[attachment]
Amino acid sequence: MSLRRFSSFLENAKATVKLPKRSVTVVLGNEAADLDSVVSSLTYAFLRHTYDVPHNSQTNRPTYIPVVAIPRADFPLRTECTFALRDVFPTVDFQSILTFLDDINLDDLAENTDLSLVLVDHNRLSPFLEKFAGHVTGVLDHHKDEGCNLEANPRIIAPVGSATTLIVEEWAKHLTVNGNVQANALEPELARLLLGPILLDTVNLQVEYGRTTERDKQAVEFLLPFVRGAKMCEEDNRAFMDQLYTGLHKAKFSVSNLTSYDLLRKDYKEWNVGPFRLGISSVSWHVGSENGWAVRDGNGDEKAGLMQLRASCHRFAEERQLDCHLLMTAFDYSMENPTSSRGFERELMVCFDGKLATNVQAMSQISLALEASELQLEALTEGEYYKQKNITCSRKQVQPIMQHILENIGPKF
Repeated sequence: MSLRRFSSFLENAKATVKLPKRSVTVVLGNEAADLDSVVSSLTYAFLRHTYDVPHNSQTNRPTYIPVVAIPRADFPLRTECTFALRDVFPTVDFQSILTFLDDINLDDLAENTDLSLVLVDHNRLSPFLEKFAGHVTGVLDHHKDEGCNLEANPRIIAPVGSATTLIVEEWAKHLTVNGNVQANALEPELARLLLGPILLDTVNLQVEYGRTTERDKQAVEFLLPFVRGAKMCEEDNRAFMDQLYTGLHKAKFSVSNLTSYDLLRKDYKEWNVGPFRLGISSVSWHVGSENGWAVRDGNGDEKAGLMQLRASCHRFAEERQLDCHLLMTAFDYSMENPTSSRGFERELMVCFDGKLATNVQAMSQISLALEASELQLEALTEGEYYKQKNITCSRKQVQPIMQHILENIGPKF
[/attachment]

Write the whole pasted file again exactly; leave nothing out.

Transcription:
Amino acid sequence: MSLRRFSSFLENAKATVKLPKRSVTVVLGNEAADLDSVVSSLTYAFLRHTYDVPHNSQTNRPTYIPVVAIPRADFPLRTECTFALRDVFPTVDFQSILTFLDDINLDDLAENTDLSLVLVDHNRLSPFLEKFAGHVTGVLDHHKDEGCNLEANPRIIAPVGSATTLIVEEWAKHLTVNGNVQANALEPELARLLLGPILLDTVNLQVEYGRTTERDKQAVEFLLPFVRGAKMCEEDNRAFMDQLYTGLHKAKFSVSNLTSYDLLRKDYKEWNVGPFRLGISSVSWHVGSENGWAVRDGNGDEKAGLMQLRASCHRFAEERQLDCHLLMTAFDYSMENPTSSRGFERELMVCFDGKLATNVQAMSQISLALEASELQLEALTEGEYYKQKNITCSRKQVQPIMQHILENIGPKF
Repeated sequence: MSLRRFSSFLENAKATVKLPKRSVTVVLGNEAADLDSVVSSLTYAFLRHTYDVPHNSQTNRPTYIPVVAIPRADFPLRTECTFALRDVFPTVDFQSILTFLDDINLDDLAENTDLSLVLVDHNRLSPFLEKFAGHVTGVLDHHKDEGCNLEANPRIIAPVGSATTLIVEEWAKHLTVNGNVQANALEPELARLLLGPILLDTVNLQVEYGRTTERDKQAVEFLLPFVRGAKMCEEDNRAFMDQLYTGLHKAKFSVSNLTSYDLLRKDYKEWNVGPFRLGISSVSWHVGSENGWAVRDGNGDEKAGLMQLRASCHRFAEERQLDCHLLMTAFDYSMENPTSSRGFERELMVCFDGKLATNVQAMSQISLALEASELQLEALTEGEYYKQKNITCSRKQVQPIMQHILENIGPKF